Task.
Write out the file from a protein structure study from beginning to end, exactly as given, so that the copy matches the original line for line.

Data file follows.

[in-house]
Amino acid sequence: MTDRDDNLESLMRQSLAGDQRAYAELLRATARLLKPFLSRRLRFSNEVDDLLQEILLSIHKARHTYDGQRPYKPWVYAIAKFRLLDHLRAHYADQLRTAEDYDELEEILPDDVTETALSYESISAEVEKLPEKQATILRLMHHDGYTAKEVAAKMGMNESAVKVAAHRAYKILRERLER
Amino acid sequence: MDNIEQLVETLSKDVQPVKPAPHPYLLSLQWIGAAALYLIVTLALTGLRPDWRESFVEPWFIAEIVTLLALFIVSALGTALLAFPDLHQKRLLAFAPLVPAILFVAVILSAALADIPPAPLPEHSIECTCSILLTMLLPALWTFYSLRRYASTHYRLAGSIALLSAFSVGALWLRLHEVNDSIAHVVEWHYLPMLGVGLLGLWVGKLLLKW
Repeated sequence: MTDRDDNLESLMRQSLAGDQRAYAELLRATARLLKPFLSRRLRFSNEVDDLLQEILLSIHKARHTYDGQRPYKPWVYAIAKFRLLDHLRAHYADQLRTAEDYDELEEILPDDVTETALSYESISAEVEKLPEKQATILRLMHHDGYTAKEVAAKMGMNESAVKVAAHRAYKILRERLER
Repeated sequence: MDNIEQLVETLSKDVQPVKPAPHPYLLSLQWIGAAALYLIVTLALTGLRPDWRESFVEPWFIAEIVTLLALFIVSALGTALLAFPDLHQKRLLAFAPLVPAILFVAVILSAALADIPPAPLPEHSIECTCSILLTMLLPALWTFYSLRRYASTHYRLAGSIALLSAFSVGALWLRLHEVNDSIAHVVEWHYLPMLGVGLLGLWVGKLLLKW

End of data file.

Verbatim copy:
[in-house]
Amino acid sequence: MTDRDDNLESLMRQSLAGDQRAYAELLRATARLLKPFLSRRLRFSNEVDDLLQEILLSIHKARHTYDGQRPYKPWVYAIAKFRLLDHLRAHYADQLRTAEDYDELEEILPDDVTETALSYESISAEVEKLPEKQATILRLMHHDGYTAKEVAAKMGMNESAVKVAAHRAYKILRERLER
Amino acid sequence: MDNIEQLVETLSKDVQPVKPAPHPYLLSLQWIGAAALYLIVTLALTGLRPDWRESFVEPWFIAEIVTLLALFIVSALGTALLAFPDLHQKRLLAFAPLVPAILFVAVILSAALADIPPAPLPEHSIECTCSILLTMLLPALWTFYSLRRYASTHYRLAGSIALLSAFSVGALWLRLHEVNDSIAHVVEWHYLPMLGVGLLGLWVGKLLLKW
Repeated sequence: MTDRDDNLESLMRQSLAGDQRAYAELLRATARLLKPFLSRRLRFSNEVDDLLQEILLSIHKARHTYDGQRPYKPWVYAIAKFRLLDHLRAHYADQLRTAEDYDELEEILPDDVTETALSYESISAEVEKLPEKQATILRLMHHDGYTAKEVAAKMGMNESAVKVAAHRAYKILRERLER
Repeated sequence: MDNIEQLVETLSKDVQPVKPAPHPYLLSLQWIGAAALYLIVTLALTGLRPDWRESFVEPWFIAEIVTLLALFIVSALGTALLAFPDLHQKRLLAFAPLVPAILFVAVILSAALADIPPAPLPEHSIECTCSILLTMLLPALWTFYSLRRYASTHYRLAGSIALLSAFSVGALWLRLHEVNDSIAHVVEWHYLPMLGVGLLGLWVGKLLLKW